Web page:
The crowdfunded securities of yesterday were rife with illiquidity. Today, secondary markets for crowdfunded securities have emerged and continue to grow.
There is considerable potential in equity crowdfunding, but all investors should be aware of the advantages and disadvantages to such investing.
Equity crowdfunding has changed in notable ways since its introduction in 2012, and is now primed to revolutionize how we finance companies and investments.
Thanks to equity crowdfunding, all Americans, not just the wealthy few, can invest in startups and small businesses via the internet.
The JOBS Act of 2012 opened the door for crowdfunding, which allows companies to collect small contributions to finance or capitalize a popular enterprise.
Want to start crowdfinancing? Creating a well-known, reliable and consistent brand is what makes investors want to give you their hard-earned money.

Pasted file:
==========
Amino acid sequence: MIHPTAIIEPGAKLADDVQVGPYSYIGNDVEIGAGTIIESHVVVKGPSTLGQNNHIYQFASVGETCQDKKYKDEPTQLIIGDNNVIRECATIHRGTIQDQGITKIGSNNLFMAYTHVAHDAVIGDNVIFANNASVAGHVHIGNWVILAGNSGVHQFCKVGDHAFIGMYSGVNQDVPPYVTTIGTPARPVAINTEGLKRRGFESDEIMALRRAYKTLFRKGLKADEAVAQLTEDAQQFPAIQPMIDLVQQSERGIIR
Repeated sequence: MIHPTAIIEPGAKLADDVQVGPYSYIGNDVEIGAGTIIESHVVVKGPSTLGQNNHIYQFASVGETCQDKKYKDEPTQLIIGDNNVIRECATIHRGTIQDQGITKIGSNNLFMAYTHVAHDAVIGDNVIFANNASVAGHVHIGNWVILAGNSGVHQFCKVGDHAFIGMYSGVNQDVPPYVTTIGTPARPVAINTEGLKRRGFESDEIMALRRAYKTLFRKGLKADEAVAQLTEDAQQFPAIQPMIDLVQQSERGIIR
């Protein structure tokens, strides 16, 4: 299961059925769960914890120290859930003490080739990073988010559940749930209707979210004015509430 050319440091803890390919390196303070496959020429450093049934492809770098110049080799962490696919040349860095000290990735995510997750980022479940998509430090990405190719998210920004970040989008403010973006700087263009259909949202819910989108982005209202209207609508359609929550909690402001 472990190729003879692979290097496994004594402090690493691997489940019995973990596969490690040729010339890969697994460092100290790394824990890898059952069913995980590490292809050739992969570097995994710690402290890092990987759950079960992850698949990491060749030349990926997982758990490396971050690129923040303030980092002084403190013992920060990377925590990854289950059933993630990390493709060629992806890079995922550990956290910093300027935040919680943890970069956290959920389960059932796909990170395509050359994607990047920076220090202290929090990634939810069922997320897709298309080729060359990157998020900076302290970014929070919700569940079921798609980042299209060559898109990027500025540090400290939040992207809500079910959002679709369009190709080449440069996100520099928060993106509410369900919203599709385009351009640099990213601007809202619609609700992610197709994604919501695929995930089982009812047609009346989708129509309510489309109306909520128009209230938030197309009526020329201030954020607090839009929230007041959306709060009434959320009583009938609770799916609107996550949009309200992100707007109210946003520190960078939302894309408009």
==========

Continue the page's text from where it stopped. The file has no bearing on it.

Thanks to Title III of the JOBS Act, for the first time in history, creators can let fans in and literally own a piece of the successful projects. True equity crowdfunding for all investors, regardless of income or net worth, was authorized by Title III of the Jumpstart Our Business Startups (JOBS) Act of 2012.
My point here is simple: when stupid idea after stupid idea attracts investors, it’s a forward indication that a market is too frothy. When a market sees repeated examples of industry participants making things up, it’s a forward indication that a market has become dangerous.
Observations about the Title III (Regulation CF) crowdfunding market, 10 weeks into the launch of this new asset class:
Stratifund currently rates fifty Title III (Regulation CF) offerings and five Title IV (Regulation A+) offerings. Both exemptions, derived from the Jumpstart Our Business Startups Act of 2012, allow all investors, non-accredited as well as accredited, to participate. Stratifund uses a proprietary algorithm, based on five broad criteria, to rate offerings on a scale of 0 to 5.